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Never been to Monaco for the race, but did visit in 1994 when we had some spare time putting a trade show stand in at the tax free world exhibition in Cannes.
Did a lap of the circuit in a lwb high roof turbo diesel transit and parked it french style. Walked the track and was amazed at the elevation up to Casino Square from the start, the drop down to the tunnel was equally impressive, looks nothing on TV. Nice lunch in the Italian overlooking the drop from Casino Square, jus by where they swerve to avoid the manhole cover, not too expensive in October, fortunately.
 

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It was great that back in the day the top drivers would pedal sports cars, saloons, F2, indy etc.
Probably the most rounded was the great quick Vic, Elford. Many current btcc pilots get a run in historics at Goodwood, they seem to enjoy it.
 

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Love Donnington, it's just a short run along the A50 from us here in Alton, I appreciate it both as a track for viewing and as a feel, somehow it still feels clubby, less commercial.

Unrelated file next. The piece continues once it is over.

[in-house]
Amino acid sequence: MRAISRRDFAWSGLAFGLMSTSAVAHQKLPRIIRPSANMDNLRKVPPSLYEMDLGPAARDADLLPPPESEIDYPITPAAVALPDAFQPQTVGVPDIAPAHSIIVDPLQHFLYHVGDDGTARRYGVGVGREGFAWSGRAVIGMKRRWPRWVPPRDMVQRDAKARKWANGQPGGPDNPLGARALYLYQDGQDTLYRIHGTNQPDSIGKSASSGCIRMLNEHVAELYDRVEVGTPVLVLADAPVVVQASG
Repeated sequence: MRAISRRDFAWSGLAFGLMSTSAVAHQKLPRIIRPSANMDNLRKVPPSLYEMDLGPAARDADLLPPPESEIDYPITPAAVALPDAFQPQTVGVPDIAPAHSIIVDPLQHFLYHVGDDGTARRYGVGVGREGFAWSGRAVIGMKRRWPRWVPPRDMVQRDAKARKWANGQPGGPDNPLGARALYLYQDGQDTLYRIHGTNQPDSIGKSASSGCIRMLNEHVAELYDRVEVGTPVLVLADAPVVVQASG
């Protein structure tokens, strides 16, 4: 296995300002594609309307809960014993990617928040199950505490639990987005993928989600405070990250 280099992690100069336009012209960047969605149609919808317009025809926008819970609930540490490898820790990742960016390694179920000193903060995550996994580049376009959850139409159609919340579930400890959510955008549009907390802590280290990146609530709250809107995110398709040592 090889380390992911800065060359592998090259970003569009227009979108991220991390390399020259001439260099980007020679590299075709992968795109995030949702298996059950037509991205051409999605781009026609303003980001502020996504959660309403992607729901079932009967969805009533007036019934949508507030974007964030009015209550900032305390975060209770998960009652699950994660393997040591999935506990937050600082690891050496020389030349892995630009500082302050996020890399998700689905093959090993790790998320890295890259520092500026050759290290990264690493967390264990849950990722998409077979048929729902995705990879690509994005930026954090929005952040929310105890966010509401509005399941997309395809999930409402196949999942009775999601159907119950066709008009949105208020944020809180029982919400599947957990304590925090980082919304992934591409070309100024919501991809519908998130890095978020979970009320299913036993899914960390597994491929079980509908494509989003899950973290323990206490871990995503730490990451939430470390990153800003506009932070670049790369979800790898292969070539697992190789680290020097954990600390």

I think Jonathan Palmers team have done a great job after the fiasco of the failed grand prix bid, complete with their no spectator cars at the track lunacy.

First went mid seventies when it had just reopened for a classic cars magazine classic car show, it was in the middle, absolutely surrounded by trees, shame they've all gone but it improves viewing.

Its had just about all the series over the years, remember DTM, ETC with the Texaco Eggenberger sierras, WEC with Jags Sauber and 962s,it always has a good turn out for Btcc, gt3 and historics.

Once upon a time you could park on the infield, you went in under the tunnel by the exhibition centre, now car auctions but originally a WW2 shadow factory, Rolls Royce I think.